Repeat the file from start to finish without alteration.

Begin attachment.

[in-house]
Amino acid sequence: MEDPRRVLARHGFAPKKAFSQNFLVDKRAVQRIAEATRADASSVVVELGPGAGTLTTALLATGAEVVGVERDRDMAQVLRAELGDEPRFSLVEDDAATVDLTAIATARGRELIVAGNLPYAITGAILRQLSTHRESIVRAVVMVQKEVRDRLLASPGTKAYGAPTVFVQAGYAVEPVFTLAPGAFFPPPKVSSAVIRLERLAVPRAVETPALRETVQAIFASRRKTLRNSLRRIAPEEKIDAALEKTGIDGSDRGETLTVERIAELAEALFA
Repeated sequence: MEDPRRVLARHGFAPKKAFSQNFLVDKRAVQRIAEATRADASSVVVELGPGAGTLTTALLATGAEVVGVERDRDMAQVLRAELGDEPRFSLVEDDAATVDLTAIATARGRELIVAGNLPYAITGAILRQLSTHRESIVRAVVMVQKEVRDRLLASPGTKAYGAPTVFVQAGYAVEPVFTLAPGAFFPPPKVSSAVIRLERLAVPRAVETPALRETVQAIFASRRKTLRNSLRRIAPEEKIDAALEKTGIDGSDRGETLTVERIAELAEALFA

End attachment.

[in-house]
Amino acid sequence: MEDPRRVLARHGFAPKKAFSQNFLVDKRAVQRIAEATRADASSVVVELGPGAGTLTTALLATGAEVVGVERDRDMAQVLRAELGDEPRFSLVEDDAATVDLTAIATARGRELIVAGNLPYAITGAILRQLSTHRESIVRAVVMVQKEVRDRLLASPGTKAYGAPTVFVQAGYAVEPVFTLAPGAFFPPPKVSSAVIRLERLAVPRAVETPALRETVQAIFASRRKTLRNSLRRIAPEEKIDAALEKTGIDGSDRGETLTVERIAELAEALFA
Repeated sequence: MEDPRRVLARHGFAPKKAFSQNFLVDKRAVQRIAEATRADASSVVVELGPGAGTLTTALLATGAEVVGVERDRDMAQVLRAELGDEPRFSLVEDDAATVDLTAIATARGRELIVAGNLPYAITGAILRQLSTHRESIVRAVVMVQKEVRDRLLASPGTKAYGAPTVFVQAGYAVEPVFTLAPGAFFPPPKVSSAVIRLERLAVPRAVETPALRETVQAIFASRRKTLRNSLRRIAPEEKIDAALEKTGIDGSDRGETLTVERIAELAEALFA